A: CDPH’s new definitions now apply to the ETS because the 3rd readoption states that its definitions of “close contact” and “infectious period” will change if CDPH changes its definition of those terms by regulation or order. The CDPH definitions can be found in the State Public Health Officer Order.
Why Does This All Matter?
Why do these new changes in definitions matter? While the change to infectious period is helpful since it considers testing when looking at infectious period, the revised close contact definition is more problematic since employers now need to evaluate “shared airspace” when evaluating, testing, exclusion, etc.
Under the Cal/OSHA ETS, the definition of “close contact” is crucial to a whole host of employer obligations and considerations, including the following:
- Determining who was a “close contact” for determining who may need to be excluded from the workplace following an exposure;
- Providing written notice of potential exposure to “close contacts;” and
- In an outbreak situation, providing testing to “close contacts” or excluding them from the workplace until return-to-work criteria have been met.
Unanswered Questions Remain
CDPH has issued updated FAQs that appear to provide some flexibility when using this new definition of “close contact,” particularly for large indoor airspaces such as warehouses or shopping centers. However, Cal/OSHA has not yet indicated whether this flexibility is incorporated into the ETS or issued revised FAQs that reflect the flexibility contained in those CDPH FAQs.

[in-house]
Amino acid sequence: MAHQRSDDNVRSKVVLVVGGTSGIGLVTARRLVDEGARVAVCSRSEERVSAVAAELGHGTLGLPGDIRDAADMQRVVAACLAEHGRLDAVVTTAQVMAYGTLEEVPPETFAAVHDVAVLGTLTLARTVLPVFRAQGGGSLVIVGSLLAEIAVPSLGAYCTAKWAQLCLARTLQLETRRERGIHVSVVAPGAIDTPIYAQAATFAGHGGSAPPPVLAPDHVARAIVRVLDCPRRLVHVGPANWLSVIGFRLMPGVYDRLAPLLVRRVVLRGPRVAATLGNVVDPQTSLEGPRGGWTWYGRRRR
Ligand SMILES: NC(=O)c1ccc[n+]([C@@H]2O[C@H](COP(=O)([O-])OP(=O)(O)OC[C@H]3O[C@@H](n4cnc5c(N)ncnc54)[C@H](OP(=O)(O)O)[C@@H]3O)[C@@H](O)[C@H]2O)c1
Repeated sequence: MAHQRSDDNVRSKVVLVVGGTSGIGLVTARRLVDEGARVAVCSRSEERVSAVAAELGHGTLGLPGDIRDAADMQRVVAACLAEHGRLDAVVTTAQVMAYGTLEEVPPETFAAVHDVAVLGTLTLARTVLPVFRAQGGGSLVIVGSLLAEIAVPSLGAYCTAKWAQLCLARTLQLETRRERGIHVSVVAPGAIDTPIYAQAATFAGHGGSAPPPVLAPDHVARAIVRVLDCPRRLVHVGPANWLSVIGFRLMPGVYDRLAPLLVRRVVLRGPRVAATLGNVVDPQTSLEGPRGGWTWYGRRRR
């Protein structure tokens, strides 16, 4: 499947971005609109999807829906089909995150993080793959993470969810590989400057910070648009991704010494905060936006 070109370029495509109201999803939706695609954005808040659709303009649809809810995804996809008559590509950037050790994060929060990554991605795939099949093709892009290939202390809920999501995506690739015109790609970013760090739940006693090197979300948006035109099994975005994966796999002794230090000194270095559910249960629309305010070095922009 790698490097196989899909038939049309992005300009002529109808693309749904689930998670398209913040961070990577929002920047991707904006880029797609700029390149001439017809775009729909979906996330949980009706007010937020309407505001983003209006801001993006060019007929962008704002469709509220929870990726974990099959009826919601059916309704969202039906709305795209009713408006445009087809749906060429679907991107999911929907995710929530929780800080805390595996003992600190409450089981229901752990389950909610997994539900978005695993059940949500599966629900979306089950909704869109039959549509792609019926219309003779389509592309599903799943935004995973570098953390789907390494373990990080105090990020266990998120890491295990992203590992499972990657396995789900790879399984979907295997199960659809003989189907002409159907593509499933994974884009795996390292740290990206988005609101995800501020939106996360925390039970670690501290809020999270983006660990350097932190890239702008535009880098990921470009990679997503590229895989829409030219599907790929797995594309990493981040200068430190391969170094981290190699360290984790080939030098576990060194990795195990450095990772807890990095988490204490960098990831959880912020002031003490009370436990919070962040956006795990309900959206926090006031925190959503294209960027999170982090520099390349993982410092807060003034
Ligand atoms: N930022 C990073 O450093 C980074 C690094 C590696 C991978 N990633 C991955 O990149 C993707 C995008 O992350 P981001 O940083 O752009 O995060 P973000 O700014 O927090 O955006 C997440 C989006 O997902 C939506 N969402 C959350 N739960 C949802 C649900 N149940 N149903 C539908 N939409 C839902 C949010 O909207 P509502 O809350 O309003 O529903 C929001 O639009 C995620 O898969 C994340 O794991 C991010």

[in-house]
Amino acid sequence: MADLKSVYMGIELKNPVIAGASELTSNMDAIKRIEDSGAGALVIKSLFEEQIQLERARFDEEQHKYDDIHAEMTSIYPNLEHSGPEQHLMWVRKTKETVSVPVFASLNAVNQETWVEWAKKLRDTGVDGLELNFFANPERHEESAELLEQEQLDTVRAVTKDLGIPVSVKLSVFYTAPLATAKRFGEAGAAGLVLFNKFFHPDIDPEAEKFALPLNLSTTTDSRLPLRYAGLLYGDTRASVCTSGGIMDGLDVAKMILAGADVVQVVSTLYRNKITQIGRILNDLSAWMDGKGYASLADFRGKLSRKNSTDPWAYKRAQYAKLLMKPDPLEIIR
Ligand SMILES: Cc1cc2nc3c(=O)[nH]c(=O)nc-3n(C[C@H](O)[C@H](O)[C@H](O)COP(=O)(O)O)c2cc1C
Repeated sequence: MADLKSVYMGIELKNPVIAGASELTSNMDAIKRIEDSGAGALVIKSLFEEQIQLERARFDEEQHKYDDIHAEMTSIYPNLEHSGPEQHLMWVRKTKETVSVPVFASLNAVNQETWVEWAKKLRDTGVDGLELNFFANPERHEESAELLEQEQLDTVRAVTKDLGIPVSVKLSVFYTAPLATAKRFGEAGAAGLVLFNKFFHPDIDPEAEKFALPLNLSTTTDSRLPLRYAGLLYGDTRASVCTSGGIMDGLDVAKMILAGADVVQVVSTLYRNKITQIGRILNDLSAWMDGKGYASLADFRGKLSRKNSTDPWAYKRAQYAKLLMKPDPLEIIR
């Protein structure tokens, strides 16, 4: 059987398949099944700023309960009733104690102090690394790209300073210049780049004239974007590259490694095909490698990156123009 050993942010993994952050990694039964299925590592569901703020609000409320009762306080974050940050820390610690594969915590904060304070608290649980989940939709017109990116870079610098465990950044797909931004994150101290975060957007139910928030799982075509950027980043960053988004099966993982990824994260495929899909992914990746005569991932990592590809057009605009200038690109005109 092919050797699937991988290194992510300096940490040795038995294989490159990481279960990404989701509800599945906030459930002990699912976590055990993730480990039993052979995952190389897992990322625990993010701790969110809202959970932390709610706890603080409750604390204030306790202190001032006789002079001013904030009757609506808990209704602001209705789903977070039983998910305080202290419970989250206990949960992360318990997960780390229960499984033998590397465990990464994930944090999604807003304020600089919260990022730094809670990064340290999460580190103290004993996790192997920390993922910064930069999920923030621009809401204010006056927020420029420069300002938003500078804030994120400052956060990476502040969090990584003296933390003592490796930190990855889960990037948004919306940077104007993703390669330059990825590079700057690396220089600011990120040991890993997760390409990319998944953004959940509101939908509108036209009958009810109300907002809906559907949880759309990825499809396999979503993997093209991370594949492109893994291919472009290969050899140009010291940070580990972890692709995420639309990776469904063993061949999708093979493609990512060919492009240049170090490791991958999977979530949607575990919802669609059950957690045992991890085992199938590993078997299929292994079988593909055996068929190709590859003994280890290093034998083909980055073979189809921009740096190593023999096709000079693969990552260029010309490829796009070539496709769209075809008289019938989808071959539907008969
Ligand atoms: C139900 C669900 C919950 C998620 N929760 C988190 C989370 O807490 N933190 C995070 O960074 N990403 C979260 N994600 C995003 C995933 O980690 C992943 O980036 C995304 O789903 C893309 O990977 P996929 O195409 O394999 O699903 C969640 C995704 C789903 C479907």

For example, the updated CDPH FAQs state that, when responding to a potential exposure, entities may “prioritize” the response by:
- “Identifying close contacts who may be considered ‘high-risk contacts’ based on their proximity to the case in the setting, the duration or intensity of their exposure, and/or their greater risk of severe illness or death from an exposure.”
- “Determining any smaller spaces within the larger indoor setting for the purposes of assessing potential exposure. For example, individual rooms, waiting areas, bathrooms, or break or eating areas within larger areas could be identified as the shared airspace area. When a larger indoor space cannot be easily divided into smaller discrete spaces, then close contacts may be determined based on proximity to the positive case, particularly in high-risk settings where close contacts might be considered for quarantine, cohorting, or work exclusion. Viral particles are less likely to concentrate in larger indoor spaces (e.g., department store or indoor shopping mall, or warehouse, gymnasium) so only those closer to the infectious person or in a more enclosed shared airspace would be considered at great enough risk of becoming infected to be called a close contact.”
Continued use of terms like “proximity” and “closer to the infectious person” in the CDPH FAQs would appear to indicate that entities such as employers could continue to reasonably prioritize those who were closest to the exposed person for compliance with the myriad ETS requirements following a potential exposure. But things are far from certain yet. Apart from the revised FAQ noted above that indicates that the new CDPH definition applies to the ETS, Cal/OSHA has not provided any indication as to whether this additional flexibility set forth by CDPH will apply to the ETS as well. Hopefully, this is something Cal/OSHA clarifies as soon as possible.
What to Do Next?
These changes will require you to evaluate revisions that need to be made to your COVID-19 case investigation process, exclusion, testing, notices, your written COVID-19 prevention program, and various other aspects to comply with the Cal/OSHA ETS. We will keep you posted if Cal/OSHA provides any further clarification on the impact of these new definitions, especially if they provide any of the flexibility provided for in the updated CDPH FAQs discussed above.